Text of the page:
Wednesday, March 1, 2017

Celebrating Read Across America: Why What We Do Matters

I'm all about any day that lets us celebrate reading with our students. Any chance I have to encourage more excitement around reading is something I want to talk up in my classroom. That's why I enjoyed Read Across America Day. Even with my middle school students, I celebrated Read Across America Day every year I taught. But as I reflected on my past celebrations last night, I realized something interesting. My way of celebrating Read Across America Day evolved as my knowledge about best practices for motivating adolescents to read increased.
Early in my career, I would decorate my classroom the night before, and the day of we would celebrate Dr. Seuss' birthday with cupcakes and a bookmark design contest. Yes, you read that right, on a day of celebrating reading, my students did a crafty project instead of actually reading. Now, that's not to say it wasn't a fun activity - it was, and the bookmark had to be done around a theme of encouraging or celebrating reading. It also built classroom community as I selected finalists in each class period for favorite designs and then had students vote on their favorite that would be copied for each student to have. I even had a reading display that stayed up year round where I displayed the winning bookmark designs from over the years. I loved it and it was a fun day "off" for my middle schoolers. But was it really meeting my purpose?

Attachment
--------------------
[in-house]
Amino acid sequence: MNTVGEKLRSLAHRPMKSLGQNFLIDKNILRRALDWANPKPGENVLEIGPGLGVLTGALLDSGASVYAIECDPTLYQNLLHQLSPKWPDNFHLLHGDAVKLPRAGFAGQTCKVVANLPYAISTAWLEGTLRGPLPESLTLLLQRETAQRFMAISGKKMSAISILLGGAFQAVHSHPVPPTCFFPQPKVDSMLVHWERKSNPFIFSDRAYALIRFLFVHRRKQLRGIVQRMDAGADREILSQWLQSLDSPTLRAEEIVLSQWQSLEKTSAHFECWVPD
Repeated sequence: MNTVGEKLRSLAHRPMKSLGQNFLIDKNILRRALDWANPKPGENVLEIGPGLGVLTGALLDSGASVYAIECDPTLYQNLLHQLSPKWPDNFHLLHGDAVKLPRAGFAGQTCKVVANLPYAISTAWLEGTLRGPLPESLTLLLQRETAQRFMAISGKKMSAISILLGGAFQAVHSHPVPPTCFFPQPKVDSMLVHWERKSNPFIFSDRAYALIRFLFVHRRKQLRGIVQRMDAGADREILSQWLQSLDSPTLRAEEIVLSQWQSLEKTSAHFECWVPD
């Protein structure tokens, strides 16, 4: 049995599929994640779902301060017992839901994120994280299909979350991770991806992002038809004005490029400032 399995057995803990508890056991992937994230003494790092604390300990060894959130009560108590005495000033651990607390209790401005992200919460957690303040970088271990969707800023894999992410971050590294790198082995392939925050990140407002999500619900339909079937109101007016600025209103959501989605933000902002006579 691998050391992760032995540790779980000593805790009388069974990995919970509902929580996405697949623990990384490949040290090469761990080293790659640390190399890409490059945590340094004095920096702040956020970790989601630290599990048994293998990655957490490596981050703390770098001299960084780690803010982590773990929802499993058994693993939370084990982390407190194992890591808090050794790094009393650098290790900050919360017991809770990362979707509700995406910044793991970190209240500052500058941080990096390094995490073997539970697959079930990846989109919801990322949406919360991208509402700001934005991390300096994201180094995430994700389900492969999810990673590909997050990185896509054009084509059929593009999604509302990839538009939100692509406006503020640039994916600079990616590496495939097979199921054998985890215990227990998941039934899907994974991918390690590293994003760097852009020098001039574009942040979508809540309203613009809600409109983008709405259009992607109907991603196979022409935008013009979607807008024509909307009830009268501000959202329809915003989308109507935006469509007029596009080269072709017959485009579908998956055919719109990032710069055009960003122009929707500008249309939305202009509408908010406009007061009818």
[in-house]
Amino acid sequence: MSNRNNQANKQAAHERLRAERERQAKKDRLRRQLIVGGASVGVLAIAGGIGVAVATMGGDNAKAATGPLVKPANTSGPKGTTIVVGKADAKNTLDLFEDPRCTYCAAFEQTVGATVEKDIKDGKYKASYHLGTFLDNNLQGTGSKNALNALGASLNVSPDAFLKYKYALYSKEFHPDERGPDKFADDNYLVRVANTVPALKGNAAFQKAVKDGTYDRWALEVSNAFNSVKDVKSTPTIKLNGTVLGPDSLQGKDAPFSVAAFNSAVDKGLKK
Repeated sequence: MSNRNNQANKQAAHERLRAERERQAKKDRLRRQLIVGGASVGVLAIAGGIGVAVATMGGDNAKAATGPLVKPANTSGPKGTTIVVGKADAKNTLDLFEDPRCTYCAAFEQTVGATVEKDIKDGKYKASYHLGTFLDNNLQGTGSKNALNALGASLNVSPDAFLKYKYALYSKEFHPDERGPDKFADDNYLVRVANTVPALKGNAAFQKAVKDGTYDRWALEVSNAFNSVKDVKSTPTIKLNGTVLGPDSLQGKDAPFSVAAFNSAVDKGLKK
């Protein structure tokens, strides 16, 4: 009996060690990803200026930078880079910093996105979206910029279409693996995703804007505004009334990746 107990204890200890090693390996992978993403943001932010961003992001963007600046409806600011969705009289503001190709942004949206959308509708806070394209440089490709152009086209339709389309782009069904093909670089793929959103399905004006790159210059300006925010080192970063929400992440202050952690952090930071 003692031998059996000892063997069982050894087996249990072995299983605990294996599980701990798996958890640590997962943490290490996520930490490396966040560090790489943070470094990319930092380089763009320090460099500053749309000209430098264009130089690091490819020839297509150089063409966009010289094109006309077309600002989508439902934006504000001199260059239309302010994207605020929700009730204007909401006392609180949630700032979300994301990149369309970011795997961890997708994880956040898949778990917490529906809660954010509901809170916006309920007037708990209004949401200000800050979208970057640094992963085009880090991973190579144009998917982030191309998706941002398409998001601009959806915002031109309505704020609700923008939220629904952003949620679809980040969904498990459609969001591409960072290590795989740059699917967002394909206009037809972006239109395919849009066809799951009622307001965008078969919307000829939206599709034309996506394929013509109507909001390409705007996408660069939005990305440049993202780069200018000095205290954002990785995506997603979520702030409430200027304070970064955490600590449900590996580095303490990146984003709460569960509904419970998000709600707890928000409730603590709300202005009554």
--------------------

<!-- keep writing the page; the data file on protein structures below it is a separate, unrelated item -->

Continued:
You see, as my understanding of the research in reading achievement and engagement grew, I realized that the number one thing students need to be doing is reading things they're interested in and able to read. And here I was, on a day that was all about celebrating reading, and neither my students nor I were reading anything! I of course had the best of intentions, but wasn't going about it the right way. As my beliefs evolved, I knew that a day celebrating reading should allow students to read as much as possible. Often when I would tell my students it was the end of their independent daily reading time, they would groan and ask for more time to read. Well, what better day to let that happen than Read Across America Day. We would get comfy and read independently for the whole class period along with sharing a picture book (or two or three) read aloud. I would also have a "read-in" during my RtI class time on that day, and with other grade level group in a special spot in the building.

That's not to say we shouldn't still have cupcakes and decorations to make it feel like more of a celebratory day - those are fun things for the classroom community. But if the focus is on celebrating reading, we should make sure the celebration doesn't take over the reading part. What we do, and where we devote our time matters. It matters for the time we spend, and it matters for the messsge it sends to students. Having multiple and varied opportunities to read throughout the day makes it's own sort of celebration around reading and keeps the focus where it should be - reading being its own reward. And what better day to "just" read for a day of school than Dr. Seuss' birthday? I hope you have a great day celebrating reading tomorrow, and spend a lot of time reading with your students.

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